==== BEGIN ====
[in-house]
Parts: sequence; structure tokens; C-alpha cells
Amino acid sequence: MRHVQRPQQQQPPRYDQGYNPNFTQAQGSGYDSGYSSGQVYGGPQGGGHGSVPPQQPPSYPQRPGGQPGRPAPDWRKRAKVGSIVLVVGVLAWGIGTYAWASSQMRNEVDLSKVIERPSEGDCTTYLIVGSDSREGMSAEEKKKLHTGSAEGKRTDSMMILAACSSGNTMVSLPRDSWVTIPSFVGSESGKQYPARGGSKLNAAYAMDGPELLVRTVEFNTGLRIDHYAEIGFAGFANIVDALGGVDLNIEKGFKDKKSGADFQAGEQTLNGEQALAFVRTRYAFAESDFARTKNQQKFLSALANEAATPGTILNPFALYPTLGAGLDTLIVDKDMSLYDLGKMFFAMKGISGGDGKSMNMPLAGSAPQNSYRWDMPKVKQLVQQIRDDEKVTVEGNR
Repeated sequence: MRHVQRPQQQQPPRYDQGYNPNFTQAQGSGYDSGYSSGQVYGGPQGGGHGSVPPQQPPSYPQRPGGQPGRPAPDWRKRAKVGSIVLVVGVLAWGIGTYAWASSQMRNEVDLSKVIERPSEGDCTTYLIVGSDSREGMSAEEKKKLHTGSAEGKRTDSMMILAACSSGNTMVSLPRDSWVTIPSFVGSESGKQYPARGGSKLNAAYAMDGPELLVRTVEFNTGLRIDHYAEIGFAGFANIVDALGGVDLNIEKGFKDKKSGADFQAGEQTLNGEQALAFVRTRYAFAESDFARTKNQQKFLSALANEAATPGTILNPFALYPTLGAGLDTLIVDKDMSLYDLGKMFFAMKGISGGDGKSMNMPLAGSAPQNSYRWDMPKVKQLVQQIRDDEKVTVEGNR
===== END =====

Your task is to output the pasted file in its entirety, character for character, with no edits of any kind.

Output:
[in-house]
Parts: sequence; structure tokens; C-alpha cells
Amino acid sequence: MRHVQRPQQQQPPRYDQGYNPNFTQAQGSGYDSGYSSGQVYGGPQGGGHGSVPPQQPPSYPQRPGGQPGRPAPDWRKRAKVGSIVLVVGVLAWGIGTYAWASSQMRNEVDLSKVIERPSEGDCTTYLIVGSDSREGMSAEEKKKLHTGSAEGKRTDSMMILAACSSGNTMVSLPRDSWVTIPSFVGSESGKQYPARGGSKLNAAYAMDGPELLVRTVEFNTGLRIDHYAEIGFAGFANIVDALGGVDLNIEKGFKDKKSGADFQAGEQTLNGEQALAFVRTRYAFAESDFARTKNQQKFLSALANEAATPGTILNPFALYPTLGAGLDTLIVDKDMSLYDLGKMFFAMKGISGGDGKSMNMPLAGSAPQNSYRWDMPKVKQLVQQIRDDEKVTVEGNR
Repeated sequence: MRHVQRPQQQQPPRYDQGYNPNFTQAQGSGYDSGYSSGQVYGGPQGGGHGSVPPQQPPSYPQRPGGQPGRPAPDWRKRAKVGSIVLVVGVLAWGIGTYAWASSQMRNEVDLSKVIERPSEGDCTTYLIVGSDSREGMSAEEKKKLHTGSAEGKRTDSMMILAACSSGNTMVSLPRDSWVTIPSFVGSESGKQYPARGGSKLNAAYAMDGPELLVRTVEFNTGLRIDHYAEIGFAGFANIVDALGGVDLNIEKGFKDKKSGADFQAGEQTLNGEQALAFVRTRYAFAESDFARTKNQQKFLSALANEAATPGTILNPFALYPTLGAGLDTLIVDKDMSLYDLGKMFFAMKGISGGDGKSMNMPLAGSAPQNSYRWDMPKVKQLVQQIRDDEKVTVEGNR